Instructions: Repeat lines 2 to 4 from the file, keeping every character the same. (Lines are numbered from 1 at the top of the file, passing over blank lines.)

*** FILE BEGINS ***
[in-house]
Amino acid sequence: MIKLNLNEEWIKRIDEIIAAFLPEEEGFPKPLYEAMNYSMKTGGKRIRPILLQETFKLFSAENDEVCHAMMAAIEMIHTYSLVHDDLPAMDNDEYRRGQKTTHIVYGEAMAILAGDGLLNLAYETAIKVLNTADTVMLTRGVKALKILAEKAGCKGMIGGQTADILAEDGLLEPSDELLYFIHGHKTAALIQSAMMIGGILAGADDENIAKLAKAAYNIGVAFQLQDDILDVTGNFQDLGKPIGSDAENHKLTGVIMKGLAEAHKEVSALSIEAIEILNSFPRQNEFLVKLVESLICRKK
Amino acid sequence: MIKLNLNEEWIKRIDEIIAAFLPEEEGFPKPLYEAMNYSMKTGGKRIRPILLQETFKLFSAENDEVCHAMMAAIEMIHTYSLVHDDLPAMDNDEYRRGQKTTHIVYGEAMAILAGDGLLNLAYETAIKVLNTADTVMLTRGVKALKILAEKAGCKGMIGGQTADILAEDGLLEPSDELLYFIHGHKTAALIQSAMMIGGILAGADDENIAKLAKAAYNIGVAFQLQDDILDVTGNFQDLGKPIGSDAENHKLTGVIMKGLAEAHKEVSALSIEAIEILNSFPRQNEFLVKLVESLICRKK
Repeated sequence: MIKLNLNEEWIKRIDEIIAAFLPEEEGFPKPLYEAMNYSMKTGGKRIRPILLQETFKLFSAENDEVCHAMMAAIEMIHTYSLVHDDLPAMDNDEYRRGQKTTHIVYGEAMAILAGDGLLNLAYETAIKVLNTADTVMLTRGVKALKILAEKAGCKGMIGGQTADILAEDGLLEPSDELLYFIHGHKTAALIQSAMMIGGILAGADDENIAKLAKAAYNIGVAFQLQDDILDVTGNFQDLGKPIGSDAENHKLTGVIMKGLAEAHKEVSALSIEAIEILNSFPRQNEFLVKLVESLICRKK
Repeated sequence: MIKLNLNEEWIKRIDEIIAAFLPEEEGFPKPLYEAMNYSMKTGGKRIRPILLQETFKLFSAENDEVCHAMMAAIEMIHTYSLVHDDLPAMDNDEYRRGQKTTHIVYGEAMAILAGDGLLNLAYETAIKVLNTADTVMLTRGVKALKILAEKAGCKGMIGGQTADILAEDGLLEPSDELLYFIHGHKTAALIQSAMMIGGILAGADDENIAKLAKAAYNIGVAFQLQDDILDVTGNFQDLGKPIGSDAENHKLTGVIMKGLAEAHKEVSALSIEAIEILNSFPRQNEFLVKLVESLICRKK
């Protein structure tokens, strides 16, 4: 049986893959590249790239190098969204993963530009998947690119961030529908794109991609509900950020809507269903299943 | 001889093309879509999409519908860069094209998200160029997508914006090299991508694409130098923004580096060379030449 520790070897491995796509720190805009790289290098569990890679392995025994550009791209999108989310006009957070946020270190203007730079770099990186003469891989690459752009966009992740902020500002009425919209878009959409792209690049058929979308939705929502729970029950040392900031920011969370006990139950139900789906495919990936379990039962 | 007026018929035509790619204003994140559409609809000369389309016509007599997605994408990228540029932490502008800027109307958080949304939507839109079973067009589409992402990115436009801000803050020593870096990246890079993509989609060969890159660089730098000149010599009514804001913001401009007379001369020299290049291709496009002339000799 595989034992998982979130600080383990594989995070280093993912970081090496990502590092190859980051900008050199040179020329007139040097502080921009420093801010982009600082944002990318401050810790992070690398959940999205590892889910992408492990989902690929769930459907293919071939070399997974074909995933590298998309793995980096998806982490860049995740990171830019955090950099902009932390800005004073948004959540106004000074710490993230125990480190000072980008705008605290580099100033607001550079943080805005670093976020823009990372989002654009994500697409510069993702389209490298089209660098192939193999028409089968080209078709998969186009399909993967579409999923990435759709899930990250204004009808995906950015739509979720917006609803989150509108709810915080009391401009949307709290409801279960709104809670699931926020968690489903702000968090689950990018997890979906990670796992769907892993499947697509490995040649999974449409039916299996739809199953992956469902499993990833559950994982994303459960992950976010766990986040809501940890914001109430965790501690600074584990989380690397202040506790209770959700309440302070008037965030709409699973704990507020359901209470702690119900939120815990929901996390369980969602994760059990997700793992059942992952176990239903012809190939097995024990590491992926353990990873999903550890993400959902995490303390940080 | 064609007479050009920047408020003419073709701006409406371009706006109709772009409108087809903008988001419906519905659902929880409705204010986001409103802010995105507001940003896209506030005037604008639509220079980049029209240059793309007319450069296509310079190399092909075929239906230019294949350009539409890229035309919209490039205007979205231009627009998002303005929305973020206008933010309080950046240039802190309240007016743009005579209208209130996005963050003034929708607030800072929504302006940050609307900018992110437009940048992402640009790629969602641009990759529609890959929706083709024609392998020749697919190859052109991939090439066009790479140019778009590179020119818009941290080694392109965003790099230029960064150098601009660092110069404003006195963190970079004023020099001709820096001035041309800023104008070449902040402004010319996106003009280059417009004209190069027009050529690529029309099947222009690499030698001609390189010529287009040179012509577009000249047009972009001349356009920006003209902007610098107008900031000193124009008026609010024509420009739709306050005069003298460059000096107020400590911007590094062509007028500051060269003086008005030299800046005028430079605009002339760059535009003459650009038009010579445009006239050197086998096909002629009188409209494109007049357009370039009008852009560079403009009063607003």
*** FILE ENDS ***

Amino acid sequence: MIKLNLNEEWIKRIDEIIAAFLPEEEGFPKPLYEAMNYSMKTGGKRIRPILLQETFKLFSAENDEVCHAMMAAIEMIHTYSLVHDDLPAMDNDEYRRGQKTTHIVYGEAMAILAGDGLLNLAYETAIKVLNTADTVMLTRGVKALKILAEKAGCKGMIGGQTADILAEDGLLEPSDELLYFIHGHKTAALIQSAMMIGGILAGADDENIAKLAKAAYNIGVAFQLQDDILDVTGNFQDLGKPIGSDAENHKLTGVIMKGLAEAHKEVSALSIEAIEILNSFPRQNEFLVKLVESLICRKK
Amino acid sequence: MIKLNLNEEWIKRIDEIIAAFLPEEEGFPKPLYEAMNYSMKTGGKRIRPILLQETFKLFSAENDEVCHAMMAAIEMIHTYSLVHDDLPAMDNDEYRRGQKTTHIVYGEAMAILAGDGLLNLAYETAIKVLNTADTVMLTRGVKALKILAEKAGCKGMIGGQTADILAEDGLLEPSDELLYFIHGHKTAALIQSAMMIGGILAGADDENIAKLAKAAYNIGVAFQLQDDILDVTGNFQDLGKPIGSDAENHKLTGVIMKGLAEAHKEVSALSIEAIEILNSFPRQNEFLVKLVESLICRKK
Repeated sequence: MIKLNLNEEWIKRIDEIIAAFLPEEEGFPKPLYEAMNYSMKTGGKRIRPILLQETFKLFSAENDEVCHAMMAAIEMIHTYSLVHDDLPAMDNDEYRRGQKTTHIVYGEAMAILAGDGLLNLAYETAIKVLNTADTVMLTRGVKALKILAEKAGCKGMIGGQTADILAEDGLLEPSDELLYFIHGHKTAALIQSAMMIGGILAGADDENIAKLAKAAYNIGVAFQLQDDILDVTGNFQDLGKPIGSDAENHKLTGVIMKGLAEAHKEVSALSIEAIEILNSFPRQNEFLVKLVESLICRKK